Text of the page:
Between the Crusades and the plague, Europe was shaky. In this song about the Middle Ages in Europe, we can help you put the pieces together. Witness the struggle for the Holy Land between the Christians and Muslims. Ever wonder who signed the Magna Carta? Or what life was like for peasants in the Middle Ages? Come find out!
The thousand years between the fall of the Roman Empire in the fifth century to the Renaissance in the 16th century is known as the Middle Ages - the era of knights and kings, Crusades and Vikings, castles and catapults, and stories of King Arthur, Robin Hood, and Ivanhoe. It all existed within a feudal government system, set up to protect villagers from invading tribes. It worked like this: The king would give a large portion of land - called a fief - to a duke, who would look after it for him. The duke would swear fealty (loyalty) to the king and send knights to help him at times of war. He'd have farmers work the land and send food. The duke would divide up his lands among his counts, barons or earls, who would in turn pledge their allegiance to both the duke and the king. And they too would send their soldiers. It was a pyramid scheme of sorts that enabled a king to control his subjects.
One of the most powerful forces in Europe during the Middle Ages was the Catholic Church. In many ways it united various nation states even when they otherwise did not get along. The large and undefined region they all occupied was not called Europe back then, but "Christendom" or the community of Christians.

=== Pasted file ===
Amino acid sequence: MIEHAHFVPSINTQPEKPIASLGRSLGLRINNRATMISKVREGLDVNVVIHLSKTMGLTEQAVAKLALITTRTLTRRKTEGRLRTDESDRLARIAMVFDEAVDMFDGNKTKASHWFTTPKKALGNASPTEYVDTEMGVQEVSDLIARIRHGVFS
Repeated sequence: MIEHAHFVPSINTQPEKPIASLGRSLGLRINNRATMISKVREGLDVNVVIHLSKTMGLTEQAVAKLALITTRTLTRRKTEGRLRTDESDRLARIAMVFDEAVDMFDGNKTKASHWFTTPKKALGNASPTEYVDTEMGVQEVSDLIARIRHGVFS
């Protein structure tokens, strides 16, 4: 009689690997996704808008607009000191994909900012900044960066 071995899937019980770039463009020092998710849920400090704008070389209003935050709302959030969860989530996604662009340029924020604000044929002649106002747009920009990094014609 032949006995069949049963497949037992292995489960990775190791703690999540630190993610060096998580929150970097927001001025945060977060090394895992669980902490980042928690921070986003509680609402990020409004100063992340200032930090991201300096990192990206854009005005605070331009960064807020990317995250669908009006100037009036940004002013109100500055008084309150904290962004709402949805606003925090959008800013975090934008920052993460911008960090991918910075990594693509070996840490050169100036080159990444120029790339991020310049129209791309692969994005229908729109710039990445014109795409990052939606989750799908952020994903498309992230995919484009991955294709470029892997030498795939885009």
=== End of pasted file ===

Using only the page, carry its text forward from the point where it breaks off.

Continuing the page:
In 1095 AD, Byzantine Emperor Alexius sent out word that he needed help holding off the invading Turks. The Pope at the time, Urban II, made a famous proclamation in Clermont France. He told all Christian soldiers they should join in the fight and go to Alexius's aid. Armies of knights from across Europe made their way east toward Jerusalem, wearing crosses over their armor. Thus began the First Crusade.
There wasn't just one holy war, but a series of Crusades over a period of 200 years. In each, the Christian European forces fought the Muslim Turks for control of the Holy Land. The Third Crusade pitted two of the most famous and brilliant men of the time against one another - Richard I of England and Saladin of Egypt and Syria.
The son of Henry II of England, Richard (1157-1199) was a popular king who went off to fight in the Crusades. While he was away, he put his brother, Prince John into power, setting off a chain of events. King Richard spent only six months of his 10 year reign as king in England (he thought it was rainy and gloomy there); the rest of the time he was off fighting for the Holy Land or resided on his fabulous estates in France. He was written into English folklore as the good king in the story of Robin Hood.
Feudalism began to decline after the Crusades. Because of the development of cities and economies, kings could just hire the armies they needed. They didn't have to worry about the vassal system - exchanging land for military service. Europe was transitioning toward a money-based economy and away from one based on agriculture.
During the early Middle Ages, there was no such thing as Germany, Spain or Ireland. Instead, kingdoms and fiefdoms were spread out all over the place. Some kings were more powerful than others and began to consolidate their power, making alliances and taking over territory. Out of all this emerged the nation-state, a sovereign power usually run by a single king. By the end of the Middle Ages, the nations of France, England and Spain had emerged beneath royal monarchies.
The great era of Roman rule came to an end thanks to tribes of Germanic people from the north. The Romans called them barbarians, their way of saying "people who don't speak like us." Two examples of these "barbarians" were the Goths and the Vandals. The Goths were from what is now the eastern part of Germany. In the third century, weak leaders controlled the Roman Empire, which was reeling from fights with the Persians.